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Marine still a person of interest in Laurel Bay rape, NCIS says

A lance corporal from Marine Corps Air Station Beaufort released from jail Monday still is a person of interest in the rape of a woman last month in her Laurel Bay home, according to the Naval Criminal Investigative Service.

The Marine was released from the U.S. Naval Consolidated Brig in Charleston after DNA evidence analyzed by the U.S. Army Criminal Investigation Laboratory did not match his. He had been jailed since Feb. 5, when he was charged by NCIS with rape, breaking and entering, and larceny in connection with a Feb. 2 assault inside a home at the military housing complex. Those charges have been dropped, according to authorities.

"He is still a person of interest in the investigation," said Gunnery Sgt. Chad McMeen, air station spokesman. "Because the DNA evidence didn't match, they didn't have grounds to hold him. There is still some circumstantial evidence they had when they took him into custody."

The Marine was cleared to return to full duty Tuesday and has been offered time off by his superiors, McMeen said. It is unclear how much time off the Marine was offered and whether he accepted.

Base and NCIS have declined to release the Marine's name or details about evidence collected, the attack or the victim. Base officials have said the victim did not know the attacker.

"People want to know more about this investigation, but NCIS isn't going to jeopardize the overall case because the public wants to know more," McMeen said. "There's a difference between what the public wants to know and what the public needs to know."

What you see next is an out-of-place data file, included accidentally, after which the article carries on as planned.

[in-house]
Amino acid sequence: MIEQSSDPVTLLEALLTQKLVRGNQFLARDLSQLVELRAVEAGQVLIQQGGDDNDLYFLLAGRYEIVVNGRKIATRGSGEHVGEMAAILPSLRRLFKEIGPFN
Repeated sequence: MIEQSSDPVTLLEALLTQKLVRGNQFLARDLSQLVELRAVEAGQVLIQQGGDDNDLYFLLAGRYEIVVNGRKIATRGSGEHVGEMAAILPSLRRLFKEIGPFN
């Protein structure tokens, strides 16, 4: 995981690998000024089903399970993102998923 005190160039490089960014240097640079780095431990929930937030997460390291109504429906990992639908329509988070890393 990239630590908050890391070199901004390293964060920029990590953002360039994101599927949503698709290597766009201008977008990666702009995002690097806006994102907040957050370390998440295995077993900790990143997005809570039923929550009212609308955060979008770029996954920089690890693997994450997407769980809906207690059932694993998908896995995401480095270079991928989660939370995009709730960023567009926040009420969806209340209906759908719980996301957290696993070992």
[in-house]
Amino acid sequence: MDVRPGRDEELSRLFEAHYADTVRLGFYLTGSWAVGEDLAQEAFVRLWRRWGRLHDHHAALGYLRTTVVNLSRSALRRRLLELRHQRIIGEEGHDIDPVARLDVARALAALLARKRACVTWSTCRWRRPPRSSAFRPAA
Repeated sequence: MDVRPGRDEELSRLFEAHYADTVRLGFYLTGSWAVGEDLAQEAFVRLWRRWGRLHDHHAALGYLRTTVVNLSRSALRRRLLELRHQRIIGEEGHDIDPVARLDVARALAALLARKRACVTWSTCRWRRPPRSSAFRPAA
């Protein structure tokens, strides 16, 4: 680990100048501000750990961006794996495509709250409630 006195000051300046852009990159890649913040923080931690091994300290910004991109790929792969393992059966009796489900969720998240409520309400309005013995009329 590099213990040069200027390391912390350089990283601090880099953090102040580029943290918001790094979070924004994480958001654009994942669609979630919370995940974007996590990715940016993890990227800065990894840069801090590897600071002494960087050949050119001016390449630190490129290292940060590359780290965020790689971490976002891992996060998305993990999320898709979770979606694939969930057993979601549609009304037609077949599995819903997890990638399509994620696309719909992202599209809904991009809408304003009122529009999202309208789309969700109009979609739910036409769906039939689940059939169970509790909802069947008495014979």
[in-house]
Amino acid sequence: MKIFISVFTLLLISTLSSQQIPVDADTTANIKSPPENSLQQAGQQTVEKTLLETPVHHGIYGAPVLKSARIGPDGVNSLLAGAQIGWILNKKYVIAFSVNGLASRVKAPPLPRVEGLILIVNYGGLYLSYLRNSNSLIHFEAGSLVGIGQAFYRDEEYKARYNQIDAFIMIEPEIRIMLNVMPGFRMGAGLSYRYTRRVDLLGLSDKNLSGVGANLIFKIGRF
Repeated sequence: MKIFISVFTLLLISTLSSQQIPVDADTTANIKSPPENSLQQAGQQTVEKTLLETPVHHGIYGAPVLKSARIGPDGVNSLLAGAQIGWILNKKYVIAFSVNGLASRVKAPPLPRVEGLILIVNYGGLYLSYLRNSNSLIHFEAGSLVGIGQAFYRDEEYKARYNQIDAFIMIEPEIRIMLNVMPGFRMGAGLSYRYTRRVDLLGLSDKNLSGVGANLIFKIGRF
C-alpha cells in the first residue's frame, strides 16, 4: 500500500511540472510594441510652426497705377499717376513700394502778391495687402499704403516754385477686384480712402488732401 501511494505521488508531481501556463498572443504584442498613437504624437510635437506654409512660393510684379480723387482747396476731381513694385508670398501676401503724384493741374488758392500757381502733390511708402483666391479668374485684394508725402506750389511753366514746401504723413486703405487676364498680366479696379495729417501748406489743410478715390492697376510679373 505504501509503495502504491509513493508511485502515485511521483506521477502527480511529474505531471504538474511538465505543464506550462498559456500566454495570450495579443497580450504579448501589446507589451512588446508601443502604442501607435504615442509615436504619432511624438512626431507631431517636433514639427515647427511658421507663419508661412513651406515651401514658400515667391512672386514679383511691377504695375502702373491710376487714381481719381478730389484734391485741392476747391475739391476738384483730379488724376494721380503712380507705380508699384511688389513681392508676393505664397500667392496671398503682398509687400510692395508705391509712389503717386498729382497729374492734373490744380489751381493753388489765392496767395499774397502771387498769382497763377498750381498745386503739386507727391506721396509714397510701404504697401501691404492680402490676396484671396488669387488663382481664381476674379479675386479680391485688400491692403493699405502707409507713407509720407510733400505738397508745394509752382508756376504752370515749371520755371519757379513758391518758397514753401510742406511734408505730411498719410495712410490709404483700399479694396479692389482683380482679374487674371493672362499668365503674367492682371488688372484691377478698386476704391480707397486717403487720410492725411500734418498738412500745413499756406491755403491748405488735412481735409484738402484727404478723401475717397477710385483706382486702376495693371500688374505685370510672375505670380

NCIS is checking out other leads and has taken DNA samples from more than 50 people, including maintenance workers, military police officers and anyone else who might have been near the house when the attack occurred, McMeen said.

One of those wanting to know more about the attack is Beaufort County Sheriff P.J. Tanner, who said Tuesday he planned to arrange a meeting this week between NCIS investigators and his detectives to discuss details of the attack and the Navy's investigation.

"We respect the fact that they have a job to do, but Laurel Bay is not a compound," Tanner said. "Just because this incident happened on federal property doesn't preclude it from happening outside of Laurel Bay. Something could occur in the county, and we need to know more about this case if we have a similar incident."

Tanner said he does not believe the Laurel Bay attack is linked to any other unsolved sexual assaults in Beaufort County.

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